WEB Protein-modified nanoporous ceramics to support wound healing
Wound dressings to support skin regeneration require adequate mechanical support, biochemical cues and prevention of bacterial infection. Previously, nanoporous anodized aluminum oxide (AAO) membranes were introduced as wound dressing with controlled nanotopography.1 Nevertheless, porous ceramics do not provide any biochemical cues to promote cell growth. Hence, we introduce a new composite for wound healing, which combines biochemical cues from protein nanofibers with the advantages of AAO nanopores. AAO nanopores were silanized and subsequently modified with collagen and fibrinogen nanofibers using either pH- or salt-induced self-assembly.2,3 AAO membranes with collagen nanofibers were subsequently used to study the interaction with cells involved in wound healing using 3T3 fibroblasts and HaCaT keratinocytes. Cell growth on collagen-modified AAO substrates was compared to bare and silanized AAO by analyzing the metabolic cell activity with a WST proliferation assay. The cell morphology was studied with scanning electron microscopy (SEM) and fluorescence microscopy.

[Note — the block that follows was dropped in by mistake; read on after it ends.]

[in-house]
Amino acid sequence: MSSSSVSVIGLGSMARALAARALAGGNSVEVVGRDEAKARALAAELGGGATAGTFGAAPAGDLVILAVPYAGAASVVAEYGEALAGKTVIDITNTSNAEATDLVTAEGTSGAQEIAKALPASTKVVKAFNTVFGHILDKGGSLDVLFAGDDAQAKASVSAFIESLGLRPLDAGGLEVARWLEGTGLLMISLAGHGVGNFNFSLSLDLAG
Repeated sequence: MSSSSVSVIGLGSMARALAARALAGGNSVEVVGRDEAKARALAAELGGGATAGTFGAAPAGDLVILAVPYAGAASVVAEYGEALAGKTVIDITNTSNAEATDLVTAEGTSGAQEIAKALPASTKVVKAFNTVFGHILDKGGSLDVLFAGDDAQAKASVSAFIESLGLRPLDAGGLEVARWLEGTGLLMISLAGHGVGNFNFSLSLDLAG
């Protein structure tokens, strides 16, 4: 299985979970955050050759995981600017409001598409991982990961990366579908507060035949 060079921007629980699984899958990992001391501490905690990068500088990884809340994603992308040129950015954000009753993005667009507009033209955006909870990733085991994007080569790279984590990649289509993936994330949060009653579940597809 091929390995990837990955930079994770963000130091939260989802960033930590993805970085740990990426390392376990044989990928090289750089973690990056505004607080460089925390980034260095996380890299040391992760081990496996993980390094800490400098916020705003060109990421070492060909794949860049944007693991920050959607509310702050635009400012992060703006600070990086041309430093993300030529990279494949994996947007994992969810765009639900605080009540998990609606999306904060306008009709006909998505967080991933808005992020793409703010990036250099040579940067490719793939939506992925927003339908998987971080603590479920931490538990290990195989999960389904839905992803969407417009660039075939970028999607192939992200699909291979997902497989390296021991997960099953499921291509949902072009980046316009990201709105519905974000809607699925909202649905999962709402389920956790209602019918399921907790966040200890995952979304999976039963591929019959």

Using pH-induced self-assembly collagen nanofibers with diameters around 150 nm were directly assembled on AAO nanopores. Salt-induced self-assembly was combined with a transfer step to modify AAO membranes with fibrinogen nanofibers in the range of 100-300 nm. Moreover, fabrication of protein composites on AAO was successfully realized by combining and tailoring the two different self-assembly routines. The thickness of the respective protein fiber layers could be adjusted by controlling the protein concentration. Cell culture experiments with 3T3 fibroblasts and HaCaT keratinocytes revealed that the metabolic activity of both cell types on bare and silanized ceramic nanopores was comparable to glass references. However, fibroblast and keratinocyte proliferation were slightly decreased on collagen-modified AAOs. SEM analysis showed that keratinocytes and fibroblasts exhibited a spread morphology, thus indicating a close interaction with the collagen-AAO composites. Our results provide a good base for future long-term cell culture studies on AAO nanopores with tailored protein nanofiber modifications. As a next step it will be important to tailor the mechanical characteristics of our novel composites to mimic the mechanical properties of native skin more closely.
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|Presentation||Figure||Figure 1: SEM images of (A) AAO nanopores in side view and (B) self-assembled collagen nanofibers on AAO nanopores in top view. Yellow arrows indicate areas where the underlying AAO nanopores are visible.||89 KB||Download|